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Revver - Flickr for video

Revver has just launched and it's aim is to be the Flickr of videos. As with Flickr you can upload and tag but this time it's video rather than photos.

Good luck to the guys at Revver but I hope someone like Flickr comes and does it better.

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Home of the future

Philips have displayed their vision of the future for consumer electronics. And it is a return to the past. Gone are the overt symbols of affluence such as huge TVs, telephones and stereos. Instead these crucial items are integrated with everyday furniture that serves multiple functions.

"This sketch by Philips Design CEO and Chief Creative Director Stefano Marzano in 1999 sets out his design philosophy. For him, the home of the future will look more like the home of the past than the home of the present."

We've already seen this happen to a limited extent as computers become more TV like. Some small companies have already started to integrate TVs etc into everyday items but to little effect. It's about time someone radically altered the look of our living spaces.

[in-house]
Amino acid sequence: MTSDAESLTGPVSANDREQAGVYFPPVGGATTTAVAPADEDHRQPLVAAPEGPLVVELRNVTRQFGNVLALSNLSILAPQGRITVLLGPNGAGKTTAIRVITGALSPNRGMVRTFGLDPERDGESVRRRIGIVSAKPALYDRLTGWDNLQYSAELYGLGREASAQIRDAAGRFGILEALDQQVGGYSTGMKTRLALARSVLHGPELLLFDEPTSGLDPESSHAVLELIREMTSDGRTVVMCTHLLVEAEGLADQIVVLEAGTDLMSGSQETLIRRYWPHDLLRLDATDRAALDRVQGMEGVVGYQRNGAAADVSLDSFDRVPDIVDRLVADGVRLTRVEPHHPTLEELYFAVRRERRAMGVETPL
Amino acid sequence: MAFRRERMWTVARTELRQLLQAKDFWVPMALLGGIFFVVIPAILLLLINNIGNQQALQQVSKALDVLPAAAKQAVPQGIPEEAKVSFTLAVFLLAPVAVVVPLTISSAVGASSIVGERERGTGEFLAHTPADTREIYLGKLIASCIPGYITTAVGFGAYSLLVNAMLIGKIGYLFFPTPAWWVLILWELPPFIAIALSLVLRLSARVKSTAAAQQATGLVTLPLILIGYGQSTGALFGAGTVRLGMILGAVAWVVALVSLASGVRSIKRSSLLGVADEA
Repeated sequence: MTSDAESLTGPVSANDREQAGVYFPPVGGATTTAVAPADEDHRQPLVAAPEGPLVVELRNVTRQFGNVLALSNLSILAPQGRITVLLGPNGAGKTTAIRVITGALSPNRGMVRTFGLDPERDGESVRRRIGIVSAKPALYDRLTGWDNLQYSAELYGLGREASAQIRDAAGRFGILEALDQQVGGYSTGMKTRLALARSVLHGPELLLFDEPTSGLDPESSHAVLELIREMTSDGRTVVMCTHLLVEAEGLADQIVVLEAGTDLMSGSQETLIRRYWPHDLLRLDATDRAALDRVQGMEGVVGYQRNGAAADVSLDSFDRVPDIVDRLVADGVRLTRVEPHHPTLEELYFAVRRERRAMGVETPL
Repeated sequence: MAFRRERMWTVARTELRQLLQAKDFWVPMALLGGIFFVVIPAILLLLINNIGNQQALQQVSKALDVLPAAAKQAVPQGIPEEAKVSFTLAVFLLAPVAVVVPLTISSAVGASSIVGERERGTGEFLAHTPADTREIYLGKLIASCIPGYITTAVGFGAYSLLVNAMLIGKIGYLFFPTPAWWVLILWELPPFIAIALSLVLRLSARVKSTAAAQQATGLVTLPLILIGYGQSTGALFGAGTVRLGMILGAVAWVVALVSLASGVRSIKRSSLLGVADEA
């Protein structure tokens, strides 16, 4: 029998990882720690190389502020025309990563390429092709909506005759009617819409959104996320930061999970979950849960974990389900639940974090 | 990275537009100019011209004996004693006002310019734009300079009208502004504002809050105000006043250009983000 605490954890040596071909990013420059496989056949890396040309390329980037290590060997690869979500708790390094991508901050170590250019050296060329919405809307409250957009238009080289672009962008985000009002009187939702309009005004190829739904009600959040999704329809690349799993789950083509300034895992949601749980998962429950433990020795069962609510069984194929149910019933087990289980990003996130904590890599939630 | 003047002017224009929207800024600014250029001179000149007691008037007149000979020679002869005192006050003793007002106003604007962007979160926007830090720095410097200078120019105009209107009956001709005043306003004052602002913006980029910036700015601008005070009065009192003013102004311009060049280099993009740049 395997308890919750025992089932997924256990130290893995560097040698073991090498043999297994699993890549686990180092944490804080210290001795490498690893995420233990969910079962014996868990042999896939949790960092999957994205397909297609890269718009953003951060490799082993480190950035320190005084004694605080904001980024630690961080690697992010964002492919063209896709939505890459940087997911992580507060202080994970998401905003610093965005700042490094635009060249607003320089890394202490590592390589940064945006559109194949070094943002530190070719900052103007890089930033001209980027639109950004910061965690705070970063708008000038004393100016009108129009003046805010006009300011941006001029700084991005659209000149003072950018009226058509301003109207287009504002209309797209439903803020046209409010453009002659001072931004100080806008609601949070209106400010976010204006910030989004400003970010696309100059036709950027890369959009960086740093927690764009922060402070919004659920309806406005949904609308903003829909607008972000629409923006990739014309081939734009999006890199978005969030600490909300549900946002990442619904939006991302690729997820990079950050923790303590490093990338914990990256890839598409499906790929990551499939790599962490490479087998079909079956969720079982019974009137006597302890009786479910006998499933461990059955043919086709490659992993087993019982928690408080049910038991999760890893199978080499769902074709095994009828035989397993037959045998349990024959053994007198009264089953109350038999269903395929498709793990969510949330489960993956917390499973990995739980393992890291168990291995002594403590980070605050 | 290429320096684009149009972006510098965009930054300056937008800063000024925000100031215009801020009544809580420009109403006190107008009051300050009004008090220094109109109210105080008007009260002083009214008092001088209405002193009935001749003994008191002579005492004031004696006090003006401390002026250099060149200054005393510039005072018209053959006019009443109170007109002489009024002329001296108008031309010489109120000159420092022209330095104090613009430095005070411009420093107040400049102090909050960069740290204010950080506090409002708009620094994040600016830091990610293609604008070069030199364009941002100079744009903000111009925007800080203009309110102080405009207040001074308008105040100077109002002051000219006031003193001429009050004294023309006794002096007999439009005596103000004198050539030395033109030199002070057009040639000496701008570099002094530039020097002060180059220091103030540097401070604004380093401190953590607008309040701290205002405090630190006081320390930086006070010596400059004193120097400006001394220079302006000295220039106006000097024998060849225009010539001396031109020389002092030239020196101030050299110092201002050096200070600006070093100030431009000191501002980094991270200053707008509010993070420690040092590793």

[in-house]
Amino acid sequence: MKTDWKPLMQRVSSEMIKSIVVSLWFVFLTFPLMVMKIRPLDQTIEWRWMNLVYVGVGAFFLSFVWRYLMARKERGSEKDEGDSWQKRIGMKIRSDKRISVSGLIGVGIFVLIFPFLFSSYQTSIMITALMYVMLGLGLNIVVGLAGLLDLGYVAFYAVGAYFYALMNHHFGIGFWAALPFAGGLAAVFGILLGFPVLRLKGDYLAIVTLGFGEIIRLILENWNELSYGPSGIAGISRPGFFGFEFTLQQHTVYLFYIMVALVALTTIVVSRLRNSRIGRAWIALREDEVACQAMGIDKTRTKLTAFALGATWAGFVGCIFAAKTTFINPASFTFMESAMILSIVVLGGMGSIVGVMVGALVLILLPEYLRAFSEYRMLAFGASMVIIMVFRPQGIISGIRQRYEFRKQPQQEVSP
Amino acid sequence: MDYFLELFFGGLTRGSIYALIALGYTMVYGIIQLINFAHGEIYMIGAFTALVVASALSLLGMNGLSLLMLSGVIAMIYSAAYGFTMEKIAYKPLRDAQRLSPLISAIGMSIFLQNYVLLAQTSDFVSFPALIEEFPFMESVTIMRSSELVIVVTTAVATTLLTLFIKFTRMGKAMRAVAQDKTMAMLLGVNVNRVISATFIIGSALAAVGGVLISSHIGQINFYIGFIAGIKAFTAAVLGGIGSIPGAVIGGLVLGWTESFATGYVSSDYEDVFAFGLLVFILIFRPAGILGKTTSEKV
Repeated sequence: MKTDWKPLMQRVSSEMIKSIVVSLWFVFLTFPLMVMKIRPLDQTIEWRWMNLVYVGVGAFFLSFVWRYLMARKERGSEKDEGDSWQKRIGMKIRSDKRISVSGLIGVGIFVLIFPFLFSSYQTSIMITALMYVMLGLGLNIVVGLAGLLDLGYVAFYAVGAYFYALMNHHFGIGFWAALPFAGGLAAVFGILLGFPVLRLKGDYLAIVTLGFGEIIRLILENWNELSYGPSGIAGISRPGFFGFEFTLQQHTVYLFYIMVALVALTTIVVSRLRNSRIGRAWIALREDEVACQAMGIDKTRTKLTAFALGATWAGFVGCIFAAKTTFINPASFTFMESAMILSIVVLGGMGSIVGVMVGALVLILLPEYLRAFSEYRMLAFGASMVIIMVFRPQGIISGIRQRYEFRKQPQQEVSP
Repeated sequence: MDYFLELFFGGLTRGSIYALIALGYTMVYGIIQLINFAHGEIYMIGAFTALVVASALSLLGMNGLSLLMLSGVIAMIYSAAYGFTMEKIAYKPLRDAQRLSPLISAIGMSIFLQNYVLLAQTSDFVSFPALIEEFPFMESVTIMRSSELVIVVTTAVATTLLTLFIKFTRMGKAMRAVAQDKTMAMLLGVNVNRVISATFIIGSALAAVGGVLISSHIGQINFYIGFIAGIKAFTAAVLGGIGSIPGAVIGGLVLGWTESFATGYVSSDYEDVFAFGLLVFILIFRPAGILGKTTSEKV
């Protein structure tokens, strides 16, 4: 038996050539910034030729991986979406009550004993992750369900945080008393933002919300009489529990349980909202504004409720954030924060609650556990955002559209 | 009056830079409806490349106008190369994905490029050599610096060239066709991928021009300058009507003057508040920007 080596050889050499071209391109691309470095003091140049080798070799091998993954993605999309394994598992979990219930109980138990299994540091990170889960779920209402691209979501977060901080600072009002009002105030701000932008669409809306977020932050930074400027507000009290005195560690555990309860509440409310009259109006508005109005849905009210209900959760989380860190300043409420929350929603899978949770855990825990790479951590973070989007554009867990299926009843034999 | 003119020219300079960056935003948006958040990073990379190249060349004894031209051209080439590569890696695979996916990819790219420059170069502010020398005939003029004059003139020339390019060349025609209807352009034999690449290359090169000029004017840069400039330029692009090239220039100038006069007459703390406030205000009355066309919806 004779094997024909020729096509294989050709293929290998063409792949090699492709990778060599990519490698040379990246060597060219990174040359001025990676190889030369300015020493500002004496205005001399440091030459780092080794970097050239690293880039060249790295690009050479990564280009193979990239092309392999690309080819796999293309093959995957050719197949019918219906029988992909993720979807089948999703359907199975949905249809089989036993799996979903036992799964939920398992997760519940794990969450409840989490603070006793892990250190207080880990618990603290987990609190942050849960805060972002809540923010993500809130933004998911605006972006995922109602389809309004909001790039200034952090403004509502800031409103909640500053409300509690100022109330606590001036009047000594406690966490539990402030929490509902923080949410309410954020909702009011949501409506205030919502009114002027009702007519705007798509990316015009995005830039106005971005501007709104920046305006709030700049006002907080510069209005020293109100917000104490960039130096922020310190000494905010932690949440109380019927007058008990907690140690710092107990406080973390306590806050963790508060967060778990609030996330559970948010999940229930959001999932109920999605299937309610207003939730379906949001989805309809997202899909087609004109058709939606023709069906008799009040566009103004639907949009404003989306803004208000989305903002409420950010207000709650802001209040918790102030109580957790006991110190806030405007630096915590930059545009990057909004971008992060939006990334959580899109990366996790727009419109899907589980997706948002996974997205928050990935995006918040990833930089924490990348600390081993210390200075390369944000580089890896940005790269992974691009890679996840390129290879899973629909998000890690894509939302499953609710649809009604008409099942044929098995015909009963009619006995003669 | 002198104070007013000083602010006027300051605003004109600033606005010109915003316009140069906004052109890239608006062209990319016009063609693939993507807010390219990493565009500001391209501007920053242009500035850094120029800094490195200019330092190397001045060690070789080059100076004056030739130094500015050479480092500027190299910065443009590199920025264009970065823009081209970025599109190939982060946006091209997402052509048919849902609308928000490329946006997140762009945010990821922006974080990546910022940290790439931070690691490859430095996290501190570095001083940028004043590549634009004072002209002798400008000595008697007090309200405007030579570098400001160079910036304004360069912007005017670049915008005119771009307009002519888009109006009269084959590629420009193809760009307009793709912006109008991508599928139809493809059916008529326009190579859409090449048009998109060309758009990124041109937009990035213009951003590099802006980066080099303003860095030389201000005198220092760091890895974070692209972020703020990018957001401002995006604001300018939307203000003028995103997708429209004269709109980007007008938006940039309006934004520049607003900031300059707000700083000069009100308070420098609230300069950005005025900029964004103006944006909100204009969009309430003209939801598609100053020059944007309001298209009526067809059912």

Via: Business Week


London has, for once, got ahead of the game when it comes to mass transit systems.

18 of these driverless pods are coming to Heathrow so that passengers can travel from their cars to the terminals quickly and easily.

The ULTra pods are electrical and follow a route that is electrically tagged. When used at Heathrow the pods will arrive within 1 minute of being called and will normally operate in 10 second intervals.

Could this be the future of urban mass transit? I hope so.

via: WMMNA


Hart+Larsson is the creation of two New York creatives. With a background across a wide variety of media they have created the most expensive shirt in New York and are expert at finding words that begin with the letters H or L and then putting them together.

Fashionistas and Film Critics these guys clearly know their design and write some top copy. They've also got a penchant for the great Neil French, advertising and life guru.

Their beautiful site is most defiantly worth a look.

Paul Smith Curiosity Shop

Paul Smith opens his latest store today. But this time it's got even more of a PS twist to it.

Basically, it's a shop full of all the bits and bobs PS has picked up on his travels - either a bizarre or a bric-a-brac stall, depending on your view. The difference is that PS has added his own little touches, so it might be that the antique Chesterfield sofa has a shocking Paul Smith pattern on the cushions reverse.

It's sure to be beautifully curated and is a great example of how brands can take second-hand goods and give them a new value by placing them in a new context.

Maybe Levi's should start selling second hand jeans alongside their standard lines?